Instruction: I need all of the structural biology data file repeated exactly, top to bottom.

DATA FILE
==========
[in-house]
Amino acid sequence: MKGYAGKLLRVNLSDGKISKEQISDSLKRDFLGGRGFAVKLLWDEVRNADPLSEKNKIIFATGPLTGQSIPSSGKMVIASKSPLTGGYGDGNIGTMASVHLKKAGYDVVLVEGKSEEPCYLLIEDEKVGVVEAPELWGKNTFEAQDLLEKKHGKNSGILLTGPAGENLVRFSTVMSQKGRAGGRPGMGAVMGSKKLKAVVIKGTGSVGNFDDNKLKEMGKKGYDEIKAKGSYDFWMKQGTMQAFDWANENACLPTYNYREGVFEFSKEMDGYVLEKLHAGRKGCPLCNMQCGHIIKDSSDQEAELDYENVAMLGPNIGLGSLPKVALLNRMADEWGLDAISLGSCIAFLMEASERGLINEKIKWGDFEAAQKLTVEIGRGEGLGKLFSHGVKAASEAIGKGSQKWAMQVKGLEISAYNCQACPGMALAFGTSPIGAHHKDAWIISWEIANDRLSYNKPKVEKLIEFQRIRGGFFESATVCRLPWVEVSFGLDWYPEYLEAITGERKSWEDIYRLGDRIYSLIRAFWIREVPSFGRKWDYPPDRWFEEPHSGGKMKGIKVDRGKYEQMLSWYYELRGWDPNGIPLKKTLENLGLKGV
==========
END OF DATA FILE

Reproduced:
[in-house]
Amino acid sequence: MKGYAGKLLRVNLSDGKISKEQISDSLKRDFLGGRGFAVKLLWDEVRNADPLSEKNKIIFATGPLTGQSIPSSGKMVIASKSPLTGGYGDGNIGTMASVHLKKAGYDVVLVEGKSEEPCYLLIEDEKVGVVEAPELWGKNTFEAQDLLEKKHGKNSGILLTGPAGENLVRFSTVMSQKGRAGGRPGMGAVMGSKKLKAVVIKGTGSVGNFDDNKLKEMGKKGYDEIKAKGSYDFWMKQGTMQAFDWANENACLPTYNYREGVFEFSKEMDGYVLEKLHAGRKGCPLCNMQCGHIIKDSSDQEAELDYENVAMLGPNIGLGSLPKVALLNRMADEWGLDAISLGSCIAFLMEASERGLINEKIKWGDFEAAQKLTVEIGRGEGLGKLFSHGVKAASEAIGKGSQKWAMQVKGLEISAYNCQACPGMALAFGTSPIGAHHKDAWIISWEIANDRLSYNKPKVEKLIEFQRIRGGFFESATVCRLPWVEVSFGLDWYPEYLEAITGERKSWEDIYRLGDRIYSLIRAFWIREVPSFGRKWDYPPDRWFEEPHSGGKMKGIKVDRGKYEQMLSWYYELRGWDPNGIPLKKTLENLGLKGV